Coalition for App Fairness: Apple is Using Subpoenas to Punish Opponents by Prying Into Confidential Communications
Apple has filed a subpoena against the Coalition for App Fairness, requesting details on their communications as Apple fights a series of antitrust lawsuits. The Coalition for App Fairness comprises several companies who have been critical of Apple's App Store rules and fees, including Epic Games, Spotify, Deezer, Tile, and Match Group.
Members of the Coalition for App Fairness earlier this month filed a lawsuit (via Apple Insider) attempting to prevent Apple's subpoenas from being approved. The Coalition for App Fairness is afraid that Apple will use those private communications to retaliate against coalition members.
The Coalition for App Fairness says that it is not involved in Apple's antitrust matters, which were filed before the coalition was formed. Apple has also subpoenaed communications from Forbes Tate Partners LLC, a public affairs firm used by the Coalition for App Fairness, and Meghan DiMuzio, the coalition's executive director.
Apple is seeking a "host of documents and communications," such as formation documents, activities, meeting minutes, recruitment efforts, membership lists, financing, communications between coalition members and potential members, and communications between coalition members and any foreign or domestic governmental entity or official relating to Apple.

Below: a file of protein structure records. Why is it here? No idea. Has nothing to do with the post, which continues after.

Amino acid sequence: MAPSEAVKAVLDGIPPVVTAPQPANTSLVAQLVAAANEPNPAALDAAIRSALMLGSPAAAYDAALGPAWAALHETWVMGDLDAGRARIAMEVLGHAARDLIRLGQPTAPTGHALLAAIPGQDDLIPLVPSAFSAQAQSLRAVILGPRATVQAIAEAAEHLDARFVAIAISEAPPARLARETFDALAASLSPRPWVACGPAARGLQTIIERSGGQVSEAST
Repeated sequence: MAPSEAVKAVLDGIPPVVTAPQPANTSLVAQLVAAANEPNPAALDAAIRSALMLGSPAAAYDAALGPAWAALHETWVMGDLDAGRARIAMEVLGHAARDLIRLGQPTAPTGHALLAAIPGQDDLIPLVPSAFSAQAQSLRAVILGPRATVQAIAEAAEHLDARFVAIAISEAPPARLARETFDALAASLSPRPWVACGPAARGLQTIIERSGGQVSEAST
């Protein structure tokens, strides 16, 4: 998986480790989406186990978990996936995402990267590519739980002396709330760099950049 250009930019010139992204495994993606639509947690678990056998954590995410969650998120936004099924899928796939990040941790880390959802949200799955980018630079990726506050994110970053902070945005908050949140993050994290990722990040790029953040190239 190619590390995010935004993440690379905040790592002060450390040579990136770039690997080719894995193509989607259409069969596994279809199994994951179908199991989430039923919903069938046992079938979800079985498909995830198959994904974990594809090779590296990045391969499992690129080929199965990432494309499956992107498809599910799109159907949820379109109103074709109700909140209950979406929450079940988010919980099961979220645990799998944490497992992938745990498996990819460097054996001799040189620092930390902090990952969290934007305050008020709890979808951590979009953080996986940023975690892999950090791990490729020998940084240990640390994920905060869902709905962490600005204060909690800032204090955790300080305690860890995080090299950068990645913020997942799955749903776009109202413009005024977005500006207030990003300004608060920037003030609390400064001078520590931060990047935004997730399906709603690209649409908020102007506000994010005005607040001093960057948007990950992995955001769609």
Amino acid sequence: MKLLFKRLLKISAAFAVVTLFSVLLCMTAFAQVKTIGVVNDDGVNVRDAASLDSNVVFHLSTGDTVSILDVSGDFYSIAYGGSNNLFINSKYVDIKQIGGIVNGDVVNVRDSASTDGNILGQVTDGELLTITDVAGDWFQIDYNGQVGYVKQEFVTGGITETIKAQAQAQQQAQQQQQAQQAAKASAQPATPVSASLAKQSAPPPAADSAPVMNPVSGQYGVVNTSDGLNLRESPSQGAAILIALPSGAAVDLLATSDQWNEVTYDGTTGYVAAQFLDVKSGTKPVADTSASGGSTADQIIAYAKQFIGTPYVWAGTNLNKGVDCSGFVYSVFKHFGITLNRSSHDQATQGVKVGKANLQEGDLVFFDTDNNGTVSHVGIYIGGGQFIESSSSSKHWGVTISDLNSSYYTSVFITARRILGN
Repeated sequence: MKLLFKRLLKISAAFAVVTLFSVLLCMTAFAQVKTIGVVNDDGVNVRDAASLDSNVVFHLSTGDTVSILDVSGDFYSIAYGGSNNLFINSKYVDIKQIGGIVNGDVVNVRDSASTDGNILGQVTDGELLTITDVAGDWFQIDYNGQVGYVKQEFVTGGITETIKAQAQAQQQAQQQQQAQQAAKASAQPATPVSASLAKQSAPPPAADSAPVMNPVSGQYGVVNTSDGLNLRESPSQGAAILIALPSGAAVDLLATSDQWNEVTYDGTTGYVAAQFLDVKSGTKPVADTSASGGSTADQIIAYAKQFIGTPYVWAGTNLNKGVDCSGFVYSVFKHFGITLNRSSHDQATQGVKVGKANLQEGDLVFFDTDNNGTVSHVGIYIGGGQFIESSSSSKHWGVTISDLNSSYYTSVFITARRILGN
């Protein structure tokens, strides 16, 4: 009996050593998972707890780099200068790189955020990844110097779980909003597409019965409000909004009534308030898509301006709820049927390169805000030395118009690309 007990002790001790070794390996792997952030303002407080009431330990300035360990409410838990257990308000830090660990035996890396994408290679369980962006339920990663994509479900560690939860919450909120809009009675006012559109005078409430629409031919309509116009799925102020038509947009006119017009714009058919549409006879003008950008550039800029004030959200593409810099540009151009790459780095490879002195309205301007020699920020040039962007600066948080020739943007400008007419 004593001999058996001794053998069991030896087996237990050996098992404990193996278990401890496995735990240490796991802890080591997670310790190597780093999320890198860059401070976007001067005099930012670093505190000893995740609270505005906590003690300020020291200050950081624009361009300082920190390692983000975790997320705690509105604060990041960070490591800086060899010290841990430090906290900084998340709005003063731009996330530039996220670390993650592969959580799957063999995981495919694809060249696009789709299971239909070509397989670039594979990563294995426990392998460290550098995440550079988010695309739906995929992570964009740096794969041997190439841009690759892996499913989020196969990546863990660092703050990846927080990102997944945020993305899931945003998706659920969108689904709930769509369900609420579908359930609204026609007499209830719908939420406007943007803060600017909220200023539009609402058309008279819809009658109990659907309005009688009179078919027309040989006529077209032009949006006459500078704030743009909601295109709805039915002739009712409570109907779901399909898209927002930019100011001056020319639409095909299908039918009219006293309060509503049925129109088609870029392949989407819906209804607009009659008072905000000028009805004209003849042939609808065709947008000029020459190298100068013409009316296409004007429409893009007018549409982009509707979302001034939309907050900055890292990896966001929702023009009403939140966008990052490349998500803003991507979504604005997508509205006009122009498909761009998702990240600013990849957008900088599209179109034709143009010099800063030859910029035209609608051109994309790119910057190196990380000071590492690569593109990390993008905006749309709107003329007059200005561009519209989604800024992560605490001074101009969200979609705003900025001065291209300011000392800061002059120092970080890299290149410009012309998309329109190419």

The Coalition for App Fairness says that if the subpoenas are approved, it could "chill the candor" of member discussions and the "effectiveness of the Coalition's advocacy efforts."
Yet Apple has made intrusive demands for documents and communications with not even the slightest connection to that issue, such as the Coalition's internal governance documents, financial support, public-relations strategy, and vast amounts of confidential communications between and among Coalition staff, members, and others. The true purpose of Apple's discovery requests should be obvious: the company is seeking to punish its political opponents by prying into their confidential communications through burdensome and intrusive discovery.
Communications between coalition members are "irrelevant to the claims and defenses in the antitrust cases and are disproportional to the needs of the cases," according to the filing.
The Coalition for App Fairness has asked the judge to "quash" Apple's subpoenas entirely. Apple is seeking the documentation for the class action antitrust lawsuit that it is dealing with.